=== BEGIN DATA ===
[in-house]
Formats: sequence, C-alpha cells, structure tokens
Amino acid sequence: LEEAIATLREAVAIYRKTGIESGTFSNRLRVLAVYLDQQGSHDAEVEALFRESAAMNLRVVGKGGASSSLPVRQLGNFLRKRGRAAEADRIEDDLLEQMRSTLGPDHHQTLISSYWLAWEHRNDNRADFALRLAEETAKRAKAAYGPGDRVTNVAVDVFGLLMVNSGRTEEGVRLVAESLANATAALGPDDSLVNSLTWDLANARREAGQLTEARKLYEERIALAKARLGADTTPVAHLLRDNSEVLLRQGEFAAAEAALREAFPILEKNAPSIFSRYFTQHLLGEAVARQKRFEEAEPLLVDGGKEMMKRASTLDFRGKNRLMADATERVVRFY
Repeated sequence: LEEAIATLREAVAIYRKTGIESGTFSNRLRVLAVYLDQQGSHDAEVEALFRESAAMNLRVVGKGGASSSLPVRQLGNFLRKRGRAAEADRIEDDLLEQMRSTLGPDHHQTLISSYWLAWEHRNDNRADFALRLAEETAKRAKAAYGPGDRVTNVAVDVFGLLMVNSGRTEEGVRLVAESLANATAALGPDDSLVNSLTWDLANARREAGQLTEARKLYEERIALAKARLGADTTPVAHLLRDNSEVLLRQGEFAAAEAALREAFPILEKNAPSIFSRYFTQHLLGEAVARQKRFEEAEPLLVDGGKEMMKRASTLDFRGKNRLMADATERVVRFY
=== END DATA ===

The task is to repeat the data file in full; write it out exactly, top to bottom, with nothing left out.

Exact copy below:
[in-house]
Formats: sequence, C-alpha cells, structure tokens
Amino acid sequence: LEEAIATLREAVAIYRKTGIESGTFSNRLRVLAVYLDQQGSHDAEVEALFRESAAMNLRVVGKGGASSSLPVRQLGNFLRKRGRAAEADRIEDDLLEQMRSTLGPDHHQTLISSYWLAWEHRNDNRADFALRLAEETAKRAKAAYGPGDRVTNVAVDVFGLLMVNSGRTEEGVRLVAESLANATAALGPDDSLVNSLTWDLANARREAGQLTEARKLYEERIALAKARLGADTTPVAHLLRDNSEVLLRQGEFAAAEAALREAFPILEKNAPSIFSRYFTQHLLGEAVARQKRFEEAEPLLVDGGKEMMKRASTLDFRGKNRLMADATERVVRFY
Repeated sequence: LEEAIATLREAVAIYRKTGIESGTFSNRLRVLAVYLDQQGSHDAEVEALFRESAAMNLRVVGKGGASSSLPVRQLGNFLRKRGRAAEADRIEDDLLEQMRSTLGPDHHQTLISSYWLAWEHRNDNRADFALRLAEETAKRAKAAYGPGDRVTNVAVDVFGLLMVNSGRTEEGVRLVAESLANATAALGPDDSLVNSLTWDLANARREAGQLTEARKLYEERIALAKARLGADTTPVAHLLRDNSEVLLRQGEFAAAEAALREAFPILEKNAPSIFSRYFTQHLLGEAVARQKRFEEAEPLLVDGGKEMMKRASTLDFRGKNRLMADATERVVRFY